ppt

```Functional Dependencies
Meaning of FD’s
Keys and Superkeys
Inferring FD’s
1
Functional Dependencies
X -&gt; A is an assertion about a relation R
that whenever two tuples of R agree on all
the attributes of X, then they must also agree
on the attribute A.
 Say “X -&gt; A holds in R.”
 Convention: …, X, Y, Z represent sets of
attributes; A, B, C,… represent single attributes.
 Convention: no set formers in sets of attributes,
just ABC, rather than {A,B,C }.
2
Example
favBeer)
 Reasonable FD’s to assert:
2. name -&gt; favBeer
3. beersLiked -&gt; manf
3
Example Data
name
Janeway
Janeway
Spock
Voyager
Voyager
Enterprise
beersLiked
Bud
WickedAle
Bud
manf
A.B.
Pete’s
A.B.
favBeer
WickedAle
WickedAle
Bud
Because name -&gt; favBeer
Because beersLiked -&gt; manf
4
FD’s With Multiple Attributes
No need for FD’s with &gt; 1 attribute on
right.
 But sometimes convenient to combine FD’s
as a shorthand.
 Example: name -&gt; addr and
name -&gt; favBeer become
 &gt; 1 attribute on left may be essential.
 Example: bar beer -&gt; price
5
Keys of Relations
 K is a superkey for relation R if
K functionally determines all of R.
 K is a key for R if K is a superkey,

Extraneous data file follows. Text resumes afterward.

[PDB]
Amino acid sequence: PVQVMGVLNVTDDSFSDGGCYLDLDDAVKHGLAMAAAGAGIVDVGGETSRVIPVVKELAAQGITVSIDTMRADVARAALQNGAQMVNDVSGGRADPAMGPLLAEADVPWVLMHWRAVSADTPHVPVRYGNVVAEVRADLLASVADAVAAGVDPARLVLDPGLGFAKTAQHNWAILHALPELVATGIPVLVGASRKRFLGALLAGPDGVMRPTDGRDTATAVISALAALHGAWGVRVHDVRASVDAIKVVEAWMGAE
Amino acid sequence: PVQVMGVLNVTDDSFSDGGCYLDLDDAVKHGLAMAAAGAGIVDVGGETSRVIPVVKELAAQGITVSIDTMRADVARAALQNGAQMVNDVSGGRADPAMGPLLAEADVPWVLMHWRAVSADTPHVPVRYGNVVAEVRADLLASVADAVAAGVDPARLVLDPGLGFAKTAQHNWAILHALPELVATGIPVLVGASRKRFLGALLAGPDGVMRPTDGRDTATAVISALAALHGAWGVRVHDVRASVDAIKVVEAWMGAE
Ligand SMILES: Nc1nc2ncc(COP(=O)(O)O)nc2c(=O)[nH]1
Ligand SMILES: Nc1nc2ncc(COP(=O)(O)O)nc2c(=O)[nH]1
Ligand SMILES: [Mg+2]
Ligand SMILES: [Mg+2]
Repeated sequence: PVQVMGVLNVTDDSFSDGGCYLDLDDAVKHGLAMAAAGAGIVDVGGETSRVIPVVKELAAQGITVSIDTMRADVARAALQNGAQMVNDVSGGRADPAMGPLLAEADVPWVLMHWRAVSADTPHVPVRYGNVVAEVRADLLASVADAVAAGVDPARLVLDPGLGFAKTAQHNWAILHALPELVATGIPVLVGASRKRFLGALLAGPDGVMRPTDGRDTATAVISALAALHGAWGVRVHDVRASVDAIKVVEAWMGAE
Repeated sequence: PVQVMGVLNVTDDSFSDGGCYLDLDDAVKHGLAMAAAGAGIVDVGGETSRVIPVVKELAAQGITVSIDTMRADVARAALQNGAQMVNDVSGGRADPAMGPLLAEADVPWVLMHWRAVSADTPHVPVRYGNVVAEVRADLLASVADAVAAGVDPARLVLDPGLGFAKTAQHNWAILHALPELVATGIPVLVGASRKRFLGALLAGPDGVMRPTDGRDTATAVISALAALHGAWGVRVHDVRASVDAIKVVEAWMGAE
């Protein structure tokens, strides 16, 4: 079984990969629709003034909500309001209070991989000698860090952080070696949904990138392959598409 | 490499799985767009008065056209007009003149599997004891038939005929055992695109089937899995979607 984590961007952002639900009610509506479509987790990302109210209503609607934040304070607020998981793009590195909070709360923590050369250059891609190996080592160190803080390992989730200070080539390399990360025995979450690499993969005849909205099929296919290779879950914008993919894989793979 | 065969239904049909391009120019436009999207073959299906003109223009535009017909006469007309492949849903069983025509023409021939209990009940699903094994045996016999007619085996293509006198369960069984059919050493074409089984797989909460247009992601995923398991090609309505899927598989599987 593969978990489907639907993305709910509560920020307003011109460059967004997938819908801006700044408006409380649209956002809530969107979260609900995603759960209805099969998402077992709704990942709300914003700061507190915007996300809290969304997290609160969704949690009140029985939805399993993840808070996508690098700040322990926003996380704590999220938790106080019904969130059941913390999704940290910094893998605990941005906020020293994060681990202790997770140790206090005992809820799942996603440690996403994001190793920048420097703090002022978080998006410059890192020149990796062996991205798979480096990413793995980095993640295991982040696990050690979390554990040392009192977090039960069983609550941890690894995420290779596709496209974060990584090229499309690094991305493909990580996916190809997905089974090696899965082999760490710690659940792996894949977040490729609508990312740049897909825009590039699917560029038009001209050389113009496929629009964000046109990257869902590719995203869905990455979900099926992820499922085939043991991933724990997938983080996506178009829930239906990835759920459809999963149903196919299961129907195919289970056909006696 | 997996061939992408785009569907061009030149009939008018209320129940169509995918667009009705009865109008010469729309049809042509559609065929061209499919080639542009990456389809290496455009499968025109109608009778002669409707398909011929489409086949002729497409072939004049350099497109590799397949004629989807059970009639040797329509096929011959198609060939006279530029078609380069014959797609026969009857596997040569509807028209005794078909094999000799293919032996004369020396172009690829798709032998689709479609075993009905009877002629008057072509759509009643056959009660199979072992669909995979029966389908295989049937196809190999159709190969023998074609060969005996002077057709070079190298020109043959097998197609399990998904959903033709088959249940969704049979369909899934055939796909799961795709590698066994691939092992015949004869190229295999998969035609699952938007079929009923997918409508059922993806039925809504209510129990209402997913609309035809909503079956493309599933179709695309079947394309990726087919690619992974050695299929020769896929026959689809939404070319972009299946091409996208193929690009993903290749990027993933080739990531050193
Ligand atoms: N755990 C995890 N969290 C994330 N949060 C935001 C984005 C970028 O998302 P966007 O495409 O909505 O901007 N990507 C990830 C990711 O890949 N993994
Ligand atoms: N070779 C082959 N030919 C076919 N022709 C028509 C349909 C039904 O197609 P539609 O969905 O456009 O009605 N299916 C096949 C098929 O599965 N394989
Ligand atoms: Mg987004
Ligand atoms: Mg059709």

but no proper subset of K is a
superkey.
6
Example
favBeer)
 {name, beersLiked} is a superkey
because together these attributes
determine all the other attributes.
 beersLiked -&gt; manf
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Example, Cont.
{name, beersLiked} is a key because
neither {name} nor {beersLiked} is a
superkey.
 name doesn’t -&gt; manf; beersLiked doesn’t
There are no other keys, but lots of
superkeys.
 Any superset of {name, beersLiked}.
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E/R and Relational Keys
Keys in E/R concern entities.
Keys in relations concern tuples.
Usually, one tuple corresponds to one
entity, so the ideas are the same.
But --- in poor relational designs, one
entity can become several tuples, so
E/R keys and Relational keys are
different.